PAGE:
“They want to connect with each other more than anything,” says Epner.  “They feed off each other… They know the questions that are keeping them up at night.”  This realization created a shift away from being a content-creator to being a content-enabler. “It’s not BALLE doing our work on the ground to get them answers.  It’s BALLE providing the container and the environment so that they can find answers from their local economy peers from across the country and North America.”

Conference as Container
The annual conference is one of the best containers for this ferment of ideas.  In addition to the dozens of workshops and panel discussions, the conference features a Back-of-the-Napkin Business Plan Competition.  Participants draft perhaps the briefest business plans ever on standard-sized dinner napkins and are judged by a jury of funders and entrepreneurs.  The feedback they receive is valuable, as is the exposure. 

Donna Isaacs, a Louisiana-based localist who led the 2012 winning team, used the victory as a springboard for the project—a food hub, farmers’ market and culinary incubator based in a neighborhood with high unemployment and limited access to healthy food.  She found mentors at the conference who refined the plan, enabling her to establish an advisory board, find a site, and kick off a crowdfunding campaign to begin raising money to purchase and renovate the building.

Another food-based business plan won the 2013 contest.  The winning idea, Gro-operative, is a worker-owned farming co-operative that will turn an abandoned factory in Buffalo, NY into a hub of food-related business ventures—from beer brewing to mushroom growing to honey harvesting.  Mike Zak formed a collaboration to develop the idea at BALLE’s conference, and now he and his local partners are well into the planning and development stages for this much-needed boost to Buffalo’s economy and the local food movement.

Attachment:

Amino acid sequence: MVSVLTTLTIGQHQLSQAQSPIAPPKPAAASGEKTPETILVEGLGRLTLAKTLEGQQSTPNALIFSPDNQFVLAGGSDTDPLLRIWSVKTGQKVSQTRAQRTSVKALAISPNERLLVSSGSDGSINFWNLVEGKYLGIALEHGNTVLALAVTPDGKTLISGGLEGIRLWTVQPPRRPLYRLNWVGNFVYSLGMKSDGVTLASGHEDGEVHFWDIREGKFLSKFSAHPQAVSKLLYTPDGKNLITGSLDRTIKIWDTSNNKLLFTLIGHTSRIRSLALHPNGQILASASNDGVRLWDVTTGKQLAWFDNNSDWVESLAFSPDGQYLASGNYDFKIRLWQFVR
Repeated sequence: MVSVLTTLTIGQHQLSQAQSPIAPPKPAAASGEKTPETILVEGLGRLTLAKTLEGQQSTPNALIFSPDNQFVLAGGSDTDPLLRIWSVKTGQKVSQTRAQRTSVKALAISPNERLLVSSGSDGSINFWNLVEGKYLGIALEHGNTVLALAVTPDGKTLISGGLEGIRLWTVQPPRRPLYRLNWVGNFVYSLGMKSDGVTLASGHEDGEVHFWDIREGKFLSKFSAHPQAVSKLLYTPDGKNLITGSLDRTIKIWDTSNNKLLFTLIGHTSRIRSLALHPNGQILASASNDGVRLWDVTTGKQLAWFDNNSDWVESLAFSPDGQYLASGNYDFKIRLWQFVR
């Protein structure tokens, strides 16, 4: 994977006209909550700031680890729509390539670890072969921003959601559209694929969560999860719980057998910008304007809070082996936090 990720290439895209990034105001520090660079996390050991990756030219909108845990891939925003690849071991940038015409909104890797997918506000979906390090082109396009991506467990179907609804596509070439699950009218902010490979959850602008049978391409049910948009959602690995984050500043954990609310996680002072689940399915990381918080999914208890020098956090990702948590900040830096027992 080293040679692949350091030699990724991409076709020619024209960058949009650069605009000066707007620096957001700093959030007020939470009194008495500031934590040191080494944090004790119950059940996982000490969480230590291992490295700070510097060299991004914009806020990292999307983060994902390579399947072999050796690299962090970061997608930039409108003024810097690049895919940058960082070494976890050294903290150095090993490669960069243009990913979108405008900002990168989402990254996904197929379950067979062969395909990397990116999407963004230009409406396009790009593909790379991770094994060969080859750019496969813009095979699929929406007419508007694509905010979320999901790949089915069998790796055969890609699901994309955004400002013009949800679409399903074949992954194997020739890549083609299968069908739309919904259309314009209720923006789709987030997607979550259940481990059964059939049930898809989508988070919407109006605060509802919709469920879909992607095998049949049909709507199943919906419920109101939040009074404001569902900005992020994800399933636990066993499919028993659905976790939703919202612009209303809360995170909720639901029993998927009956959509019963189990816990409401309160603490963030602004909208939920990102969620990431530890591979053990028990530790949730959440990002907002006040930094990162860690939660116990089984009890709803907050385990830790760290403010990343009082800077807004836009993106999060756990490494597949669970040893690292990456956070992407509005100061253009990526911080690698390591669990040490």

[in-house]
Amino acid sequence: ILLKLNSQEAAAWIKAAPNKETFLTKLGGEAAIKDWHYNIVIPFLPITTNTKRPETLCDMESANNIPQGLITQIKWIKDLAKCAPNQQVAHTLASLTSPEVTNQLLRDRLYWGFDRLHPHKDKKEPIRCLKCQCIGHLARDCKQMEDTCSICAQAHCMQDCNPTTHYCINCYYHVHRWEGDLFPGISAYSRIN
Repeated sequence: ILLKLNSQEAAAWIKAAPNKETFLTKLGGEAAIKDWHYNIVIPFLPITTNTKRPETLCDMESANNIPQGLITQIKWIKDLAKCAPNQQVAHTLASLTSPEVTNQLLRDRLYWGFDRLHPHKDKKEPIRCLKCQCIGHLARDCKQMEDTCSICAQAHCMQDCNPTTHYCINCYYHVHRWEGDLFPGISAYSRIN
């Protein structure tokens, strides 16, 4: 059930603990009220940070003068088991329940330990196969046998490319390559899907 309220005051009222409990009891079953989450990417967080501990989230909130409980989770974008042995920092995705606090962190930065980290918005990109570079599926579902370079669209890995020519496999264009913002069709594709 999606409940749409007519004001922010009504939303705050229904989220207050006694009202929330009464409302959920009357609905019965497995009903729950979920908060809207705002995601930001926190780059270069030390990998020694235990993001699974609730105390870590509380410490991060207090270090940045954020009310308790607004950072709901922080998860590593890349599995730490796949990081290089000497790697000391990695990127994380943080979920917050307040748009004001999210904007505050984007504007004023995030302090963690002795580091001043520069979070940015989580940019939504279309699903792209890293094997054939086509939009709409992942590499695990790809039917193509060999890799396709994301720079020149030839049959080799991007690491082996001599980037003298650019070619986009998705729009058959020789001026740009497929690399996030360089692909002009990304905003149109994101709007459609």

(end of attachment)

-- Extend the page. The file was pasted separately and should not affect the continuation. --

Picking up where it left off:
The 2014 BALLE conference this June 11 – 13 in Oakland, CA may inspire even more food-focused enterprises.  “We’re focusing on the six most urgent, exciting, and important topic areas happening in localism, and we’re going to go deep on those,” Epner says.  “The new food economy is going to be one of those conversations.”  An in-depth panel discussion with national experts is planned, with analysis of case studies from across the country.

This focus on food and farm issues is not new to BALLE.  Its members include food hubs and cooperatives as well as many businesses, such as restaurants, closely tied to local farms.  Moreover, several of BALLE’s Local Economy Fellows are part of the sustainable agriculture movement, including Malik Yakini, Executive Director of the Detroit Black Food Security Network; Nikki Henderson Silvestri, Executive Director of Green for All; and D’Artagnan Scorza, Executive Director/CEO of the Social Justice Learning Institute, Urban Agriculture Enterprises, Inc. in Los Angeles, CA.